The IT Work-Force Shortage Will Outlast Year 2000

If asked today to describe their single most pressing problem, most state chief information officers would name the Year 2000 problem. I agree: Year 2000 is consuming a large amount of my time as well as Missouri's resources. But I also believe that the attention we must give the Year 2000 problem is masking another serious problem that will persist well into the first decade of the next century. That problem is a national information technology work-force shortage.

While the government and the private sector are dramatically increasing their use of technology, the supply of new workers appears to be decreasing. A decade ago, colleges and universities in the United States graduated more than 40,000 students with degrees in computer science. Today, that number is barely more than 20,000, and many are students from other countries who return home after graduation. A survey by the Information Technology Association of America (ITAA) conducted a year ago showed more than 350,000 IT jobs awaited applicants in large and medium-size businesses in the United States. And the U.S. Commerce Department claims we will need more than a million additional IT workers by the year 2005.

As the laws of supply and demand dictate, the salaries of IT workers have soared in recent years. Government, typically slower to react to changes in the marketplace, is finding it increasingly difficult to attract and retain skilled IT workers. But while we struggle to develop coping strategies to deal with a changing labor market, the core problem is not our inability to meet the market rate, but the shortage of IT workers.

Two years ago Missouri formed a coalition made up of the state government, local businesses, and area colleges and universities to increase the IT work force in the Jefferson City area. Through such efforts as job fairs and advertising, the coalition raised the local interest level in IT as a profession and the number of evening IT courses being offered and the number of adults enrolled.

While our effort has brought people into the IT profession, in the face of a national shortage we have simply proved the laws of a free market. To wit: A Kansas City-based technology company opened an office in Jefferson City, not to go after business from local companies but rather to take advantage of the underpaid government IT labor market and the efforts of the coalition. We lost 40 employees within 90 days of the company opening its doors. Meanwhile, the Chamber of Commerce recently reported that three similar companies are looking at moving into the area. (Our requests to construct a wall around the city, allowing no one in or out, have not been well-received.)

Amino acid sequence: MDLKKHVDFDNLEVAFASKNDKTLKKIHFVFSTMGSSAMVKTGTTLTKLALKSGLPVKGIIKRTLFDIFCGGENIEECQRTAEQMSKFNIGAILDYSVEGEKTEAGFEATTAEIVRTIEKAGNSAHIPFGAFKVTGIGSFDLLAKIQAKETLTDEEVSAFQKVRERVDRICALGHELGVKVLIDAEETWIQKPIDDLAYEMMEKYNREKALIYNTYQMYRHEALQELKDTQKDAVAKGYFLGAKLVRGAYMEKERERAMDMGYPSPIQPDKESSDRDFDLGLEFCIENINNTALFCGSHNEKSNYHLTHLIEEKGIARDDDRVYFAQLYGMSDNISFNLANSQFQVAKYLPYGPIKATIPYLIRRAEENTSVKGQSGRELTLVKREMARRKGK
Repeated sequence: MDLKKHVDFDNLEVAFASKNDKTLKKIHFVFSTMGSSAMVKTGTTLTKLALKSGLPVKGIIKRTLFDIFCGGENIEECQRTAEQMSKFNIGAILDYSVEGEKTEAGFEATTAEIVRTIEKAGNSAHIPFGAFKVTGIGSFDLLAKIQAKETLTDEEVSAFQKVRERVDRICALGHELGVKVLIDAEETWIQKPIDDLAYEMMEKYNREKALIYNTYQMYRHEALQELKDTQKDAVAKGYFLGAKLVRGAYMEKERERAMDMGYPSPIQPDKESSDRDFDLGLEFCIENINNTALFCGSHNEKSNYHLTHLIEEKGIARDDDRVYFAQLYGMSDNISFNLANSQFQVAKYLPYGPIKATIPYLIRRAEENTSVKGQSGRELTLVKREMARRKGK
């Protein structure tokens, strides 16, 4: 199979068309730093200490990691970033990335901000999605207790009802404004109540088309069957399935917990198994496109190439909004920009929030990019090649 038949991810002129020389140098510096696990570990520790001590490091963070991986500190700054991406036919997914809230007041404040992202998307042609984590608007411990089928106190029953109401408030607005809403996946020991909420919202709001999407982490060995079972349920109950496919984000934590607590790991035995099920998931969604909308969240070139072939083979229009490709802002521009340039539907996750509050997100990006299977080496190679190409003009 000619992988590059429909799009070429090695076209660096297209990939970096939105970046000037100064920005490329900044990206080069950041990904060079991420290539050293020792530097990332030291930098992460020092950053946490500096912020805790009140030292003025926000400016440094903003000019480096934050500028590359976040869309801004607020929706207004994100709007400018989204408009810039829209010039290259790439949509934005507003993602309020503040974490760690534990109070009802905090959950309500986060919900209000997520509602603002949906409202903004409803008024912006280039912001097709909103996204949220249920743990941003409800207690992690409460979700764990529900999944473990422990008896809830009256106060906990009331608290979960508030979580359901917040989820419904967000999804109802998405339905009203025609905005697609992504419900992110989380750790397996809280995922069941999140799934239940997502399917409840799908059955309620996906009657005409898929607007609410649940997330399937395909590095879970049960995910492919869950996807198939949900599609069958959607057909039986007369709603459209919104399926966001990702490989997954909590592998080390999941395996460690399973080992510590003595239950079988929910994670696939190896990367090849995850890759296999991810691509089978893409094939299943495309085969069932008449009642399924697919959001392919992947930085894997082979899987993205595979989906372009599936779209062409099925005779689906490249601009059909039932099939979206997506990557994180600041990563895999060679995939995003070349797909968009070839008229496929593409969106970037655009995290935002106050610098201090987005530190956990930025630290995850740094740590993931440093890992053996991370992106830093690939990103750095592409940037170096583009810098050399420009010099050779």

Some in our industry speculate that the work-force issue will be resolved when the millennium bug effort is completed. I do not believe that. Many worthwhile projects have been put on hold simply because the work force is not sufficient to work on the Year 2000 problem as well as new projects. I believe there is a latent demand that will easily absorb the current Year 2000 work force, and the shortage will continue.

The National Association of State Information Resource Executives recently formed a task force to address recruitment and retention issues. So has the ITAA. I believe these efforts will gain in importance over the next couple of years as the IT work-force shortage becomes more critical. Strategies must be developed to address how we attract larger numbers of young people into the IT profession and how we attract adults working in other fields into the IT workplace. The success of these efforts will depend on the support and participation of all of us in the IT profession.

-- Mike Benzen is the chief information officer of Missouri, the president of NASIRE and an adjunct faculty member at William Woods University, Fulton, Mo.


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